Surviving in the world of fashion isn’t easy. When someone manages to make it twenty years without going under, a celebration is in order. For Jeremy Scott, this season’s Spring/Summer 2018 show was one of those reasons for celebrating. He’s managed to keep his head above water for 20 years now, a feat remarkable by any standards and even more so considering the unique niche Scott has carved for himself.
I have to put a caveat up front here that I am generally not an overwhelming fan of Jeremy Scott. I hold designers such as Scott responsible for the lazy, pedestrian, don’t-give-a-care attitude that has resulted in too many people thinking it’s socially acceptable to run around in pajamas and a housecoat all day. Yes, I’m judging. No, it’s not acceptable, no matter who else does it.
Those who would serve as apologists for Scott try to paint him as forward thinking. They’ll give him credit for pioneering things such as celebrity casting and model diversity, though there were plenty of designers who cast celebrities before Scott was born and his idea of “diversity” is still limited to adding a few more models of color than we see in the mainstream. What some might call his approach to fashion “as a club that everyone was welcome into,” others would consider as a total separation of fashion from any form of standard.
Being the outside works in fashion, though, as long as there aren’t too many people doing it. In some ways, what Jeremy Scott is to his generation is not much different from what Vivienne Westwood is to hers. Both are disruptors in a system where tolerance for such is limited to only one or two designers at a time. Scott is fortunate that he seems to be the chosen disruptor for his generation, but don’t think that makes his a model to be emulated.
Disruptors like Jeremy Scott need the right opportunities to survive. For Scott, those opportunities have come in the form of pop music divas who need, if not demand, increasingly lavish and outlandish costuming. Vogue gave a whole article to detailing how it is his relationship with singers such as Gwen Stefani, Miley Cyrus, and Katy Perry that have helped push his fashion styling to the forefront and something to be copied by the children who hang on to such celebrity culture. Only because of the demand of those shoppers are stores willing to take a risk on disruptive fashion, and often that risk doesn’t pan out. This is especially true in a retail environment where we’ve seen stores such as Hot Topic, which frequently carried Scott’s designs, declaring bankruptcy.
Would-be disruptors come and go in a flash with most not lasting more than three or four years. That Scott has managed to make it 20 years is attributable not so much to his enduring design but to his ability to capture the attention and dedication of one young generation after another. The problem with being in Scott’s position is that, unlike other designers, it is almost impossible to hold on to customers for more than a few years. As teens grow up into responsible adults, their lifestyles inevitably change and so do their shopping habits. They eventually trade the Jeremy Scott or Moschino label for Calvin Klein, Tory Burch, and eventually, Chanel. So, he has to constantly work on finding new opportunities with new celebrities appealing to new teens who like designs that are on the edge and defiant of their parent’s culture.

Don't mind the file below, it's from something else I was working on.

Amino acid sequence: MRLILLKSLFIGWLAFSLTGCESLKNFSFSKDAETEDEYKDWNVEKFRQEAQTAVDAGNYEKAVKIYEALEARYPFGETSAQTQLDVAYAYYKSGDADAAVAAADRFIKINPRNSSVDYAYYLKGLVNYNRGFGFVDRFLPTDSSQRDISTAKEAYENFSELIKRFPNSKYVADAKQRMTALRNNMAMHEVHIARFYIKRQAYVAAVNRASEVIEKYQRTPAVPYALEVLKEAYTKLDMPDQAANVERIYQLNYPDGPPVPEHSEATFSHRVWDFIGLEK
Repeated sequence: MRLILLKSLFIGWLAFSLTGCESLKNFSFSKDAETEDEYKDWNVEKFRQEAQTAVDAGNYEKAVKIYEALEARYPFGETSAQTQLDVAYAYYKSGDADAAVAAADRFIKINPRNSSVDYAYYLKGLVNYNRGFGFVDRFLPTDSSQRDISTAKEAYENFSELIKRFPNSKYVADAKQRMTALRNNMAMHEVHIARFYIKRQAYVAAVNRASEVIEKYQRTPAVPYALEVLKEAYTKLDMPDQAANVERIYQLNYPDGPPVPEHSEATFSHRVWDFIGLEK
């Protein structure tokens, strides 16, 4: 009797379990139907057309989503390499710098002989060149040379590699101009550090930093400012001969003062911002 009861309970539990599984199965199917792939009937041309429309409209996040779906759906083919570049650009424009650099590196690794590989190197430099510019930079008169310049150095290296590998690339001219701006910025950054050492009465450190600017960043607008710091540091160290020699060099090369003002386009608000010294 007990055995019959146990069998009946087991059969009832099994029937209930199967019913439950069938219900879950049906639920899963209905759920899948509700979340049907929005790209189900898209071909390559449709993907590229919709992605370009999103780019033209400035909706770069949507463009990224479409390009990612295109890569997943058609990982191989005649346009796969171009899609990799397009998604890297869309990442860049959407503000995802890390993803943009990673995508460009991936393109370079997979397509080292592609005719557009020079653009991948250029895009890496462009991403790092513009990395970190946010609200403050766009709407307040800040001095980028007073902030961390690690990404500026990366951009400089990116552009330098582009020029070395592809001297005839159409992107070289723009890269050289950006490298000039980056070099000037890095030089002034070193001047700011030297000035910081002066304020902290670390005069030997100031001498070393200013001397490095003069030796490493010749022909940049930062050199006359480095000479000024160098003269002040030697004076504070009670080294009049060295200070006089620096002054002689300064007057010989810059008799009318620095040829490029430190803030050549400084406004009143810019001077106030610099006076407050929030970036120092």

Looking through this season’s collection, we see some strong examples of how Scott has been able to roll over a new audience. His trademark deconstructed sweatshirts have gone through dozens of iterations. Cartoon sketches are also a staple that he keeps re-working on a regular basis. Those we see today are different than what he was doing 20 years ago, but the primary concepts remain the same. We still see neon-bright colors, crystals, sequins, plastics, chains, and oversized accessories. The exact details have changed, but the base elements are still the same, and they still work for an audience of teenagers and young adults hooked on the latest pop craze. Take a look:
Jeremy Scott doesn’t have a crystal ball that allows him to see into the future of fashion. What he does have is the skill of tapping into the angst and rebellion of teen culture and turning that into rebellious clothes that they want to wear. Longevity for Scott isn’t that one can come back 20 years later, pull an old sweatshirt out of the drawer and wear it again. Longevity here is the ability to adapt what he has and appeal to a new audience even as an old one is leaving. He does this very well and it has made him very, very rich in the process.
At the end of the day, and it was very much that by the time this perpetually late-starting show was over, I don’t have to like Jeremy Scott’s designs to recognize the contribution he and others like him make to fashion. Only the strong survive here, and Scott has proved himself a champion. Congratulations.